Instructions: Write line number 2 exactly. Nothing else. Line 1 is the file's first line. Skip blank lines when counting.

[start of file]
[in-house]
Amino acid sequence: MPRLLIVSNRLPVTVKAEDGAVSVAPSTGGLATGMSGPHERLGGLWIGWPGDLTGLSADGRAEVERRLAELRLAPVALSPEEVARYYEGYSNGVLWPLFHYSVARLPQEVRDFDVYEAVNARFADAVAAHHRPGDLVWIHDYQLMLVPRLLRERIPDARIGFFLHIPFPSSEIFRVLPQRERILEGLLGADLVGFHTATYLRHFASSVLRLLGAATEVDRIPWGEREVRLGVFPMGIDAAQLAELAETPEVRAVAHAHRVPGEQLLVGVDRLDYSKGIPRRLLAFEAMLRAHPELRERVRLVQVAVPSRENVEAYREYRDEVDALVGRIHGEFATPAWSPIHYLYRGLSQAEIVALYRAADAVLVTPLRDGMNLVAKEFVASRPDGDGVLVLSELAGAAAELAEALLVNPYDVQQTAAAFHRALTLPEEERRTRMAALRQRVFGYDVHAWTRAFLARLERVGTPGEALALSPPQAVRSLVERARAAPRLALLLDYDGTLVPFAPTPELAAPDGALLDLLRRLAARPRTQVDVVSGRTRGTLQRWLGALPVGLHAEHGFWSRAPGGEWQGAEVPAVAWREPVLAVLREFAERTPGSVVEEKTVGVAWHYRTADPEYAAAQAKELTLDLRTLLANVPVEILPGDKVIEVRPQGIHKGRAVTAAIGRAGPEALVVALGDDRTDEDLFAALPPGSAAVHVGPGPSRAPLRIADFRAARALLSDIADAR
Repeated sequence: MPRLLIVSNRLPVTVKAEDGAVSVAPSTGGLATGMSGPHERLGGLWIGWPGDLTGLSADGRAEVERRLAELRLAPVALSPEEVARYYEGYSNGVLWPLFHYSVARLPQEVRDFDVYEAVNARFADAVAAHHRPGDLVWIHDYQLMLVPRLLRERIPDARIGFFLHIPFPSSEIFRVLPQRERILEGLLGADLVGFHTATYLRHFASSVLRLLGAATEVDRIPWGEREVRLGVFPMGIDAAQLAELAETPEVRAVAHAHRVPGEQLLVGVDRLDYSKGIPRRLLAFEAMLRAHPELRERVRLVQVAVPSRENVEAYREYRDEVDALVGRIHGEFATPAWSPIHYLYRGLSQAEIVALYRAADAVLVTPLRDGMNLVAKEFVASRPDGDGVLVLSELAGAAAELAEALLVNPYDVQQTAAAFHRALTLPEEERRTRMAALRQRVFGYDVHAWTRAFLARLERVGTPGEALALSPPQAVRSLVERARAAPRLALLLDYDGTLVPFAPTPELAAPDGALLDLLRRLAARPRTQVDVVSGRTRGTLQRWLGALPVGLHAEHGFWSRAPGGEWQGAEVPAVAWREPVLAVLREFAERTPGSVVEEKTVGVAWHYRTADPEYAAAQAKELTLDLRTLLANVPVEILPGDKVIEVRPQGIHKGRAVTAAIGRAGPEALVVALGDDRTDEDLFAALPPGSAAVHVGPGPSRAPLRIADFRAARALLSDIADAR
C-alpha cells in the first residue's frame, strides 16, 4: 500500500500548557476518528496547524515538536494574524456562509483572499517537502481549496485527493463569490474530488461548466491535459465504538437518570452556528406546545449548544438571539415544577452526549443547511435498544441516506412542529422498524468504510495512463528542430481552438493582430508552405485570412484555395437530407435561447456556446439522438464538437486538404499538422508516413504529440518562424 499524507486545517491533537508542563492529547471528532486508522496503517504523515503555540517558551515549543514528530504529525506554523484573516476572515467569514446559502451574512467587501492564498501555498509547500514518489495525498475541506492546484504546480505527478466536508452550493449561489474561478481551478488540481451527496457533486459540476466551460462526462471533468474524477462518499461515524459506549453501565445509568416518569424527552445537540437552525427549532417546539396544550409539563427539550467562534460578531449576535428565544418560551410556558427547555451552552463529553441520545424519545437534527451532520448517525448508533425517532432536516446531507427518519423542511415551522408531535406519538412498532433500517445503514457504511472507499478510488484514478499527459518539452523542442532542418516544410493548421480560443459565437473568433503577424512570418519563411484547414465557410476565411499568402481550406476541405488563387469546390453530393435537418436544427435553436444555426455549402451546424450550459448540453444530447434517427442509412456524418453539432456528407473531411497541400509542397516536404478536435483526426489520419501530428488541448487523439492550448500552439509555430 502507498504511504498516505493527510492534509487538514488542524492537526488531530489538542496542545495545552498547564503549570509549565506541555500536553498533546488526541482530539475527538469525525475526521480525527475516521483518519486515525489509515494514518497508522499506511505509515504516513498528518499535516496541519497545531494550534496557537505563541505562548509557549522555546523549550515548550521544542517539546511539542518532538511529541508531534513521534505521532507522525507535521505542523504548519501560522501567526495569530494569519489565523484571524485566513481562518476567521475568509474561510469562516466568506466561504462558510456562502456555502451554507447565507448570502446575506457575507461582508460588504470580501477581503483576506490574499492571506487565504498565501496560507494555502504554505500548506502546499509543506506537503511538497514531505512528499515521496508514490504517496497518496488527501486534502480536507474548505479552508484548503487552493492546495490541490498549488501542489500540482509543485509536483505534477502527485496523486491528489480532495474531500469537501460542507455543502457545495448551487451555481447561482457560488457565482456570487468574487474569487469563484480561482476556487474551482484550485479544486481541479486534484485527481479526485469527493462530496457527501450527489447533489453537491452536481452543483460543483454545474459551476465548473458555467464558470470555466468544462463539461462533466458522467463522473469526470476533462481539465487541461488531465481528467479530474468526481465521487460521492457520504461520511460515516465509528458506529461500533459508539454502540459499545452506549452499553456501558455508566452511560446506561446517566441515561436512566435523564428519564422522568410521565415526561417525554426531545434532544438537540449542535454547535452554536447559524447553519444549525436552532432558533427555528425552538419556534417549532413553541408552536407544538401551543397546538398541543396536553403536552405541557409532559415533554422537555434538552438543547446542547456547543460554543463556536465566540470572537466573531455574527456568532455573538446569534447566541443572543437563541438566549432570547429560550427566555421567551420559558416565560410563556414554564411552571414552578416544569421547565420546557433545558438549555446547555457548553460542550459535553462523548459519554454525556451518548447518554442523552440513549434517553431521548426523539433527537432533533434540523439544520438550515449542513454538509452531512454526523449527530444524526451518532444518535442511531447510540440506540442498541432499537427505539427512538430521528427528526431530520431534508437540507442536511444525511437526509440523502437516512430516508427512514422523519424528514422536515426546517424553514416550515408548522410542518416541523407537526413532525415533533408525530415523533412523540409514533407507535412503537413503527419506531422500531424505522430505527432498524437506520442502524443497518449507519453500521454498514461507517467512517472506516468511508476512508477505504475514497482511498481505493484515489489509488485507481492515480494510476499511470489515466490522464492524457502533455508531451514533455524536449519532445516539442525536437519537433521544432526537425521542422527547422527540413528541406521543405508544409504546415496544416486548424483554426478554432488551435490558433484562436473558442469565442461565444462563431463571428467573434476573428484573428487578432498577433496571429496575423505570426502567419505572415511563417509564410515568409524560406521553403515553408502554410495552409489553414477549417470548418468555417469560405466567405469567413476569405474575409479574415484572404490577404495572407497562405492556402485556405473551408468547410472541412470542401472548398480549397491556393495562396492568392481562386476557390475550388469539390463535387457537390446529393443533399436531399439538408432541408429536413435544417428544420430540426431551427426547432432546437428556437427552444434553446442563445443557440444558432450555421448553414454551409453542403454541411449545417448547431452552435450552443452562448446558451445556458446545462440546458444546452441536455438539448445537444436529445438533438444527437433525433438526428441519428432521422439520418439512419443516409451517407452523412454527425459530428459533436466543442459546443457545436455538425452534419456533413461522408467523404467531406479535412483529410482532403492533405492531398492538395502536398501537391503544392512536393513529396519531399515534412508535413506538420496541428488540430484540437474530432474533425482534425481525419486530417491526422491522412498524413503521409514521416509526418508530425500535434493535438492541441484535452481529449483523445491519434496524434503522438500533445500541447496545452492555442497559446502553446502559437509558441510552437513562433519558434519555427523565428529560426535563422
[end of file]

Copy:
Amino acid sequence: MPRLLIVSNRLPVTVKAEDGAVSVAPSTGGLATGMSGPHERLGGLWIGWPGDLTGLSADGRAEVERRLAELRLAPVALSPEEVARYYEGYSNGVLWPLFHYSVARLPQEVRDFDVYEAVNARFADAVAAHHRPGDLVWIHDYQLMLVPRLLRERIPDARIGFFLHIPFPSSEIFRVLPQRERILEGLLGADLVGFHTATYLRHFASSVLRLLGAATEVDRIPWGEREVRLGVFPMGIDAAQLAELAETPEVRAVAHAHRVPGEQLLVGVDRLDYSKGIPRRLLAFEAMLRAHPELRERVRLVQVAVPSRENVEAYREYRDEVDALVGRIHGEFATPAWSPIHYLYRGLSQAEIVALYRAADAVLVTPLRDGMNLVAKEFVASRPDGDGVLVLSELAGAAAELAEALLVNPYDVQQTAAAFHRALTLPEEERRTRMAALRQRVFGYDVHAWTRAFLARLERVGTPGEALALSPPQAVRSLVERARAAPRLALLLDYDGTLVPFAPTPELAAPDGALLDLLRRLAARPRTQVDVVSGRTRGTLQRWLGALPVGLHAEHGFWSRAPGGEWQGAEVPAVAWREPVLAVLREFAERTPGSVVEEKTVGVAWHYRTADPEYAAAQAKELTLDLRTLLANVPVEILPGDKVIEVRPQGIHKGRAVTAAIGRAGPEALVVALGDDRTDEDLFAALPPGSAAVHVGPGPSRAPLRIADFRAARALLSDIADAR